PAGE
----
I used to think we had a pirate on our staff, or at least a pirate want-to-be.  He is a wax tech from Czech named Gara, and he always greets us with a hearty “ahoy!”  When we arrived in Czech, I was surprised to discover that many of Gara’s countrymen were also pirates.  Everywhere I went, I heard people hailing each other with “ahoy!”  Then I had a revelation: perhaps Gara wasn’t a pirate at all; perhaps Gara was simply Czech.

Banners along the Nove Mesto race course. Nove Mesto is the only venue I’ve raced at every year since I started biathlon (they often host IBU Cups.) This year they introduced a brand new course in preparation for hosting World Championships next year.

Banners along the Nove Mesto race course. Nove Mesto is the only venue I’ve raced at every year since I started biathlon (they often host IBU Cups.) This year they introduced a brand new course in preparation for hosting World Championships next year.

A view outside our hotel

A view outside our hotel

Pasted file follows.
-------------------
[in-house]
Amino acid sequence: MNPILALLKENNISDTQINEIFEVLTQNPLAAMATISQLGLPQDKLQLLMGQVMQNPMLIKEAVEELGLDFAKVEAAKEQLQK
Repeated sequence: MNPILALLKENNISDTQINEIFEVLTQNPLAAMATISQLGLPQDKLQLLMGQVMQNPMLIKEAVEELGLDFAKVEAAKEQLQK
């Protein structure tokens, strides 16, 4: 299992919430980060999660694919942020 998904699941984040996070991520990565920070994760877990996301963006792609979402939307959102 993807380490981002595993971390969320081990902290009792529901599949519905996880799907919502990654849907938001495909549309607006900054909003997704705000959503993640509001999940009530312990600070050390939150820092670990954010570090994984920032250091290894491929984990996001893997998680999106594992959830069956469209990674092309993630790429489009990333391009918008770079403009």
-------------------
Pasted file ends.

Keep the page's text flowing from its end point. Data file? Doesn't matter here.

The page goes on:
Most reachable surfaces in the surrounding neighborhood are colored with graffiti. It's actually nice to see some brightness in a gray place.

Most reachable surfaces in the surrounding neighborhood are colored with graffiti. It's actually nice to see some brightness in a gray place.

Some of the team and staff chilling in the hotel hallway. There were very few places in the building where we could pick up a wireless signal.

Some of the team and staff chilling in the hotel hallway. There were very few places in the building where we could pick up a wireless signal.

Antholz

I got off to a rough start in Italy.  We had a very long travel day from Nove Mesto (made even longer by a five hour delay due to car problems) and I was feeling overly tired and depressed from being sick.  All the women on the team were starting to feel the strain of being on the road for so long away from home, family and friends.  I desperately needed to set the reset button in my brain.  The best cure: mountains, sunshine, and racing!